Delight is not a quality attribute

Approaches to UX and front-end development that focus on delighting users risk prioritizing low-hanging interactions over a comprehensive, successful outcome.

Delight isn’t the only goal design and front-end teams take mental shortcuts in prioritizing. Whether it’s web performance, extensibility, or delight, any product decision building toward a meaningful end goal requires balancing considerations from a number of stakeholders. Robust discussions between designers, software engineers, and business stakeholders require alignment on quality attributes across a product — figuring out what the essential requirements of the product are.

Quality attributes are non-functional requirements of a system that are typically measurable, such as performance or time to task completion. These attributes are measured in degree, rather than being explicit features. In the ideal world, when software engineers and business partners prioritize and architect for technical and business needs, as well as user outcomes, they aim to deliver on certain quality attributes, often sacrificing one attribute to deliver another more critical attribute.

Because these disciplines often communicate with different languages, goals otherwise understandable by all of them can easily become implicit, rather than explicit priorities. This can have a consequence, leading teams to place their own pet goals above other business outcomes. I’ve seen many front-end teams with well-considered goals and sentiments shared between team members, and the same for design teams, but effectively synchronizing those priorities with the larger organization is another matter. That goes even in organizations that consider themselves design-driven.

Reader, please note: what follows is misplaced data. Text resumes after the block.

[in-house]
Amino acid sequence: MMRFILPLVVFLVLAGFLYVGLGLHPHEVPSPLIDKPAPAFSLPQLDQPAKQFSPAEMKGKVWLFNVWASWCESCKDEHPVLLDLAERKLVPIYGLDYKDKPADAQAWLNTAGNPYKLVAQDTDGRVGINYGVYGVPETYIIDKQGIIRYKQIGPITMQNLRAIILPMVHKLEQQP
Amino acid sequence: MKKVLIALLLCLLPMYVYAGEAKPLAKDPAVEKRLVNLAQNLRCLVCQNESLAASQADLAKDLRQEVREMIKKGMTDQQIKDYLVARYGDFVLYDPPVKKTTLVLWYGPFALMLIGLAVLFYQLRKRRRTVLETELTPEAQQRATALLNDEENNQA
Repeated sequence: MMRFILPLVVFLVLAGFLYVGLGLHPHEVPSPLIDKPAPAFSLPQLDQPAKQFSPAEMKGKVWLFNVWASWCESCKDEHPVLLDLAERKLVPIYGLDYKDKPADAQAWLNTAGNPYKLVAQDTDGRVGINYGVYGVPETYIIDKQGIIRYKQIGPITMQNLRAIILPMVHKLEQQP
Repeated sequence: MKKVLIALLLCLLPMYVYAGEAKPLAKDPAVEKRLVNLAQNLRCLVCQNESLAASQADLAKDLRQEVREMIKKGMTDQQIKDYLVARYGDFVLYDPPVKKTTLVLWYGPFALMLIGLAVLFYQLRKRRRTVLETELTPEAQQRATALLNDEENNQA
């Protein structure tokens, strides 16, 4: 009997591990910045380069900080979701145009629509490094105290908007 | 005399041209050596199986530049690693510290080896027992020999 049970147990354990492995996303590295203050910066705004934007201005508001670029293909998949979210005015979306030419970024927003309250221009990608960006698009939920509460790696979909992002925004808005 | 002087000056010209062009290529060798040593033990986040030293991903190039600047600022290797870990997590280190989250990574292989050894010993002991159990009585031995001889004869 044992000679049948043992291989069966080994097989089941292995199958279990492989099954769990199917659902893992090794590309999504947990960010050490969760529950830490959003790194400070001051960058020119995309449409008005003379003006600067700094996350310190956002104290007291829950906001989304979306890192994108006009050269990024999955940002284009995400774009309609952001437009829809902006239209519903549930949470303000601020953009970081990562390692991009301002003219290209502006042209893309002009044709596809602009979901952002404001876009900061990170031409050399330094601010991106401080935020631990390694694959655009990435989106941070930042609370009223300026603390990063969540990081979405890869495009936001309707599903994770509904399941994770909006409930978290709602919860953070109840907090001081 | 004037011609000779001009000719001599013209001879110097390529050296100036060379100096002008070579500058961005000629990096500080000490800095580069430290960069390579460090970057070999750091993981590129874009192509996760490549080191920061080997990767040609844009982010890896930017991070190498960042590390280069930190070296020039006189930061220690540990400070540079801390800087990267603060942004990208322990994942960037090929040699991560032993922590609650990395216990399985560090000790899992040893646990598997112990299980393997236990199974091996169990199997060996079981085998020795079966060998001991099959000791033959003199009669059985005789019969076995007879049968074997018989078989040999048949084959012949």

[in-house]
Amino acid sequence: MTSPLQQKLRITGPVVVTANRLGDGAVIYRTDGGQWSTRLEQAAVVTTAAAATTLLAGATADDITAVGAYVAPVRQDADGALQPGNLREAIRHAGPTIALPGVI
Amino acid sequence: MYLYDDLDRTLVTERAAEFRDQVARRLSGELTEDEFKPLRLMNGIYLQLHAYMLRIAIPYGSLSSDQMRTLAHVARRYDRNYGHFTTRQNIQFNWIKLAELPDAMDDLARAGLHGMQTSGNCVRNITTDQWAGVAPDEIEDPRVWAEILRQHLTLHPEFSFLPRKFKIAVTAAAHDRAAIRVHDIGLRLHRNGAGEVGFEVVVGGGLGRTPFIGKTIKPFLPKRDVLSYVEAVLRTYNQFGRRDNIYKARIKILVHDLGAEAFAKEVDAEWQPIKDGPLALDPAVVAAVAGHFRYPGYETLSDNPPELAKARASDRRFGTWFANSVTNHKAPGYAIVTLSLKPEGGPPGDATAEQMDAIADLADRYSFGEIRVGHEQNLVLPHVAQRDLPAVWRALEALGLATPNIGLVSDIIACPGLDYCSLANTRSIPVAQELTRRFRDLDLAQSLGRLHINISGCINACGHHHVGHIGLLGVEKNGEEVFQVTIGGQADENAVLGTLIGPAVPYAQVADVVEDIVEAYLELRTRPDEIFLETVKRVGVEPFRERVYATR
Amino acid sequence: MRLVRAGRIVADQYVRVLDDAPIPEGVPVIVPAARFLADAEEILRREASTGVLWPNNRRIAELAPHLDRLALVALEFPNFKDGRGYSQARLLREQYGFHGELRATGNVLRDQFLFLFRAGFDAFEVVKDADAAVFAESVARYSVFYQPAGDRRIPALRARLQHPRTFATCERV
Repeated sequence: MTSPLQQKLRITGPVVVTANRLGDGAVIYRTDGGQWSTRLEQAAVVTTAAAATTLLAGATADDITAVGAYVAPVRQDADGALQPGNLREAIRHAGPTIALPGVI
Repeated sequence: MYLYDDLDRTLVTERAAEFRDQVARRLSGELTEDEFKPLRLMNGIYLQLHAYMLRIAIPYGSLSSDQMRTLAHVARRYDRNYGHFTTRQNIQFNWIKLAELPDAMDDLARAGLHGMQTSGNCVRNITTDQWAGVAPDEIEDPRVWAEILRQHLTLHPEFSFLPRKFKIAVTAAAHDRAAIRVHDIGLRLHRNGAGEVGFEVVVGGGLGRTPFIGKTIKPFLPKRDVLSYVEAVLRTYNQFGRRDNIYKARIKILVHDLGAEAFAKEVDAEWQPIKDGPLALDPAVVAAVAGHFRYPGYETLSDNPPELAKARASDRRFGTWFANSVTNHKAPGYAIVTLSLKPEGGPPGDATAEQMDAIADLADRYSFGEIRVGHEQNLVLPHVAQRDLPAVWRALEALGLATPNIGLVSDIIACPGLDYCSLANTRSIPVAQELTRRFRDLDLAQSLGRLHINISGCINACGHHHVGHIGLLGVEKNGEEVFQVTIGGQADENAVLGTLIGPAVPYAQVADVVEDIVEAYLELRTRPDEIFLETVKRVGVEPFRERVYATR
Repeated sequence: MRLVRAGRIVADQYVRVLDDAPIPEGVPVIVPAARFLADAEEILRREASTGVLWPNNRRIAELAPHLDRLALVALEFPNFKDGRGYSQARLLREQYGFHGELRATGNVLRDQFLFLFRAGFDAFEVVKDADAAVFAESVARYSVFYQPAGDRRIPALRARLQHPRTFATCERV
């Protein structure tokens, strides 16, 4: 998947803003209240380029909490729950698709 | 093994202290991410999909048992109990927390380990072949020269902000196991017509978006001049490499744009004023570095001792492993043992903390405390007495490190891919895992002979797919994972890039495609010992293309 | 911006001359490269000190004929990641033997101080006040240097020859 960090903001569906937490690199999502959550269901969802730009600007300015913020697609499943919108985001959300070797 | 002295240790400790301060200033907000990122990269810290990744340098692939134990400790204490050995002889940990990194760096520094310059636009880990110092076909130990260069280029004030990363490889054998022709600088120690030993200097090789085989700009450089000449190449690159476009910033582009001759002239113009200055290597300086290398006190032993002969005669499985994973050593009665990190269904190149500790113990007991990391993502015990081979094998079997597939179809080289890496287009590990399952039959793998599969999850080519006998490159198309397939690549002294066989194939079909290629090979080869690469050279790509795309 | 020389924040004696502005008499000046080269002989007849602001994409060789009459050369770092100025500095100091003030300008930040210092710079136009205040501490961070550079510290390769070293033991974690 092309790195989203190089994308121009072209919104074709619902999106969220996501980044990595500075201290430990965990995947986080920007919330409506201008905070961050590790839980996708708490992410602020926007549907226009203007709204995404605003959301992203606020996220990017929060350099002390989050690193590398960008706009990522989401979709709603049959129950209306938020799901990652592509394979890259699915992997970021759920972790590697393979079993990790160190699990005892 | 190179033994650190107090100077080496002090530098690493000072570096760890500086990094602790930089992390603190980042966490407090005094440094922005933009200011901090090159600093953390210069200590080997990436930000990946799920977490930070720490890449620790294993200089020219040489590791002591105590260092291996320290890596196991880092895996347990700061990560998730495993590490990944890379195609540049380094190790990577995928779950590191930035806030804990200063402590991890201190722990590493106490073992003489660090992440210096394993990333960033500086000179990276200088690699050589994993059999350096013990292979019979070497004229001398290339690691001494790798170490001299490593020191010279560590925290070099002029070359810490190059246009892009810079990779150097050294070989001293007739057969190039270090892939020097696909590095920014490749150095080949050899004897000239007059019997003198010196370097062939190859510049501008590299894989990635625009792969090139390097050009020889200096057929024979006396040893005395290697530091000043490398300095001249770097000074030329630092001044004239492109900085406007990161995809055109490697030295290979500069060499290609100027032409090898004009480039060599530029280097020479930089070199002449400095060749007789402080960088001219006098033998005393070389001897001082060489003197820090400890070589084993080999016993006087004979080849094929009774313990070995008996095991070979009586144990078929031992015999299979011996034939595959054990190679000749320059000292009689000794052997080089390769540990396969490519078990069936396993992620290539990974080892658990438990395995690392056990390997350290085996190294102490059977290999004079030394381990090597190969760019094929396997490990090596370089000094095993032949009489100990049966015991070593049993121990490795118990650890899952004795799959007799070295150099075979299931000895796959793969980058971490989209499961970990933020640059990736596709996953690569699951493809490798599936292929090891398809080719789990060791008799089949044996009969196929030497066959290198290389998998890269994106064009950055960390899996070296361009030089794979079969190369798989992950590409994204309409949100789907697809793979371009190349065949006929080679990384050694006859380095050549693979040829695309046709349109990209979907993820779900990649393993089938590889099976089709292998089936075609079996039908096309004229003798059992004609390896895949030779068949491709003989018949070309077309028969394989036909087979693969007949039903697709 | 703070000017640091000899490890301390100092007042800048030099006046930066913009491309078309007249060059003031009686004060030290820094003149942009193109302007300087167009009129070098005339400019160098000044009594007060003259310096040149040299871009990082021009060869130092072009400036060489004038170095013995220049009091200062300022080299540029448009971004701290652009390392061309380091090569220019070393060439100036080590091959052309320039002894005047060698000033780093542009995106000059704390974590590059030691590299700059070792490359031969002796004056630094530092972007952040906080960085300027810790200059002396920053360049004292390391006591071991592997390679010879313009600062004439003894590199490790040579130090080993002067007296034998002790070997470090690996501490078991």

What does this have to do with delight?

Delight is an ineffective quality attribute particularly because it’s amorphous. Any team member can assume their own preferences regarding what qualities of a design are delightful. Every user has different needs, and what’s delightful to one group doesn’t necessarily apply to another. From that standpoint, delight can’t be quantified or delivered consistently by team members, and even if a product really requires delight as an outcome, aiming directly for delight will fail to consistently deliver it for end users.

Instead, knowing who you’re delighting, formalizing a target audience, and breaking down what key elements or tenets contribute to positive — perhaps delightful — outcomes for this group, is the necessary first step to delivering an experience that is consistently positive for a given set of users, and capable of being worked toward by all members of a team.

In short, we can effectively approach building a product to be fast, to be efficient, to be clear or straightforward, but perhaps not to be delightful.

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